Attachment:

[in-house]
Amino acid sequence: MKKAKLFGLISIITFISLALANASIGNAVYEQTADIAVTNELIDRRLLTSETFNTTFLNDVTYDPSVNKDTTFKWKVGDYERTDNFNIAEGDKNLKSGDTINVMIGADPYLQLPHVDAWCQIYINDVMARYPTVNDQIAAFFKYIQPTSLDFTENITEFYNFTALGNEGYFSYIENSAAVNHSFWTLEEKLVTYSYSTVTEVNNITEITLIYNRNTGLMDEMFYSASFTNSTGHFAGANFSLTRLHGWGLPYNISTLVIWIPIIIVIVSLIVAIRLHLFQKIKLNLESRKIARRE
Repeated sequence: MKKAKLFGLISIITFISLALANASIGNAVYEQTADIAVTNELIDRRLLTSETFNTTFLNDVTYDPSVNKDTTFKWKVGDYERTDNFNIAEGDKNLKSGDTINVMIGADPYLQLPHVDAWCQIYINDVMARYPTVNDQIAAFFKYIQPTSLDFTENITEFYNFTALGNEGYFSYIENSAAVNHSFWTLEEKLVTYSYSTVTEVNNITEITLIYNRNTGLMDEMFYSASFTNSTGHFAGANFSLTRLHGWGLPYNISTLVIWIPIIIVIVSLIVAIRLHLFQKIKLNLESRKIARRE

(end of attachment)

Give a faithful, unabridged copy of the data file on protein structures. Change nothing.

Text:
[in-house]
Amino acid sequence: MKKAKLFGLISIITFISLALANASIGNAVYEQTADIAVTNELIDRRLLTSETFNTTFLNDVTYDPSVNKDTTFKWKVGDYERTDNFNIAEGDKNLKSGDTINVMIGADPYLQLPHVDAWCQIYINDVMARYPTVNDQIAAFFKYIQPTSLDFTENITEFYNFTALGNEGYFSYIENSAAVNHSFWTLEEKLVTYSYSTVTEVNNITEITLIYNRNTGLMDEMFYSASFTNSTGHFAGANFSLTRLHGWGLPYNISTLVIWIPIIIVIVSLIVAIRLHLFQKIKLNLESRKIARRE
Repeated sequence: MKKAKLFGLISIITFISLALANASIGNAVYEQTADIAVTNELIDRRLLTSETFNTTFLNDVTYDPSVNKDTTFKWKVGDYERTDNFNIAEGDKNLKSGDTINVMIGADPYLQLPHVDAWCQIYINDVMARYPTVNDQIAAFFKYIQPTSLDFTENITEFYNFTALGNEGYFSYIENSAAVNHSFWTLEEKLVTYSYSTVTEVNNITEITLIYNRNTGLMDEMFYSASFTNSTGHFAGANFSLTRLHGWGLPYNISTLVIWIPIIIVIVSLIVAIRLHLFQKIKLNLESRKIARRE